By now most of us have a basic grasp of the way fracking works: Pumps shoot a high-pressure cocktail of water, silt, and chemicals hundreds of feet underground, shattering ancient rock and releasing pockets of natural gas, a whole lot of money, and a brew of toxic byproducts. What we don’t know is exactly how much of which toxins are collecting in the soil, seeping into groundwater, or wafting into nearby communities. Fossil fuel companies have kept it that way, with help from governors, congressmen, senators, and, increasingly, state attorneys general.
The energy industry is exempt from portions of many of our major environmental laws, including the Clean Air Act, the Safe Drinking Water Act, and the Resource Conservation and Recovery Act. And yet, according to a coalition of environmental groups suing the EPA, the industry emits an estimated 127,000 tons of air pollutants—including such proven carcinogens as benzene and ethylbenzene—from more than 25,000 wells every year. You won’t read that number in any EPA report, though: The agency doesn’t give it out, says Adam Kron, a lawyer for the Environmental Integrity Project.
But now, if a lawsuit filed in January by Kron’s organization and a host of other environmental groups is successful, that opacity could finally come to an end. The suit aims to force the EPA to bring frackers and drillers under the control of what’s known as the Toxics Release Inventory (TRI), a public database that tracks hazardous waste on behalf of communities near industrial sites. It’s as much a public health issue as it is an environmental one, explains Kron, who says that communities afflicted by burning skin and seared lungs “would finally have information to show a doctor.”
The tale of the TRI, from its passage to the latest court case, is an object lesson in government complicity. The industry has been able to stay off the TRI since its inception in the late 1980s by resorting to all kinds of tricks. For the past two decades, for example, its lawyers have argued that extraction sites do not fall under the legal definition of “facility.” But all those evasions were successful largely because of a loophole written into the inventory nearly 30 years ago. The Community Right-to-Know Act, the very law that created the Toxics Release Inventory, includes a provision that allows any company to classify its waste products as “trade secrets.” An oil company can claim that disclosing its pollutants would also reveal the technologies and processes that provide its competitive edge. That logic may seem elusive, but it’s worked for three decades. (A spokeswoman for the EPA declined to comment on the lawsuit.)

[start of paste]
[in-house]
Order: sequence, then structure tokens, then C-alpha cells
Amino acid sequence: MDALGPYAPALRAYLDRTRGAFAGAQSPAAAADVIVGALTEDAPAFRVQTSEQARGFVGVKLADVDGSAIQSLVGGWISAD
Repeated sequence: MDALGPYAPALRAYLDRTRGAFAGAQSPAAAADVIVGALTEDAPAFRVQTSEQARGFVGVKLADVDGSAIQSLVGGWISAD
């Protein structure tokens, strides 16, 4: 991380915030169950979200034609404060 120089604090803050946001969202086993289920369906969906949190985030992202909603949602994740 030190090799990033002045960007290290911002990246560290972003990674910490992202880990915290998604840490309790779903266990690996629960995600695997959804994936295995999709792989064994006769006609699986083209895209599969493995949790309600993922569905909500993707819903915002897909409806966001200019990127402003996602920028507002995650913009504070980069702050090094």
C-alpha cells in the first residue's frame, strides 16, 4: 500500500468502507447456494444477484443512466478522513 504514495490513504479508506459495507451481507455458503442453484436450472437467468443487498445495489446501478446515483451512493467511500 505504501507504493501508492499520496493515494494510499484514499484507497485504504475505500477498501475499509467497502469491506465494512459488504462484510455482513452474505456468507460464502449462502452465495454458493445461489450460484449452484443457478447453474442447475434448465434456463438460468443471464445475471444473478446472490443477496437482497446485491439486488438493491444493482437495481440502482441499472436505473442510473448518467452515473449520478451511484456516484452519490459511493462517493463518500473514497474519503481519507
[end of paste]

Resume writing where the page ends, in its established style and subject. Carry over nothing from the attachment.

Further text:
But cash-flush companies, tenacious lobbyists, bootlicking lawmakers—these are just the usual culprits. Nowadays attorneys general themselves are looking to influence political outcomes more and more, including joining the fight over the TRI. That can be a good thing. In 2005, for instance, a coalition of 12 AGs objected to the EPA’s plan to water down the database’s stringent reporting requirements.
More recently, however, it’s become clear that some AGs are getting pretty cozy with Big Oil. A blockbuster New York Times investigation in December presented a mountain of evidence that lobbies had pocketed at least 12 attorneys general across the United States. One revelation: In 2012 oil refiners and utility companies joined Oklahoma Attorney General Scott Pruitt in a lawsuit against the EPA to stall the retrofitting of coal-fired power plants. Another doozy: In a letter—printed on official stationery—to the President, Pruitt accused federal regulators of grossly overestimating air pollution from new natural gas wells in his state. The letter, it turned out, had been ghostwritten by lobbyists for Devon Energy.
“They grab [officials] by the hors d’oeuvre table, order them another drink, and explain why the energy sector is good for America,” says Robert W. Painter, a fellow at Harvard’s Safra Center for Ethics, describing how Pruitt and others might become shills for oil and gas. Now Painter is pushing for ethics reforms to prevent prosecutors from canoodling with company reps out to buy them. “It’s a lot like bribery,” says Painter, “and [my proposal] is a prophylactic for it.”
There’s one more worry. Attorneys general have the power to shape—or outright gut—state environmental laws, not just federal ones. For example, just last year Texas Governor Greg Abbott, then the attorney general (and whose two attorney general campaigns raked in $2.5 million in contributions from energy companies), ended public access to the hazardous chemical inventory. The scale of the alleged misconduct has raised a question long thought settled: What should an AG’s job description be? Painter has one answer. “Their primary function is to follow the law,” he says, “not debate what it ought to be.”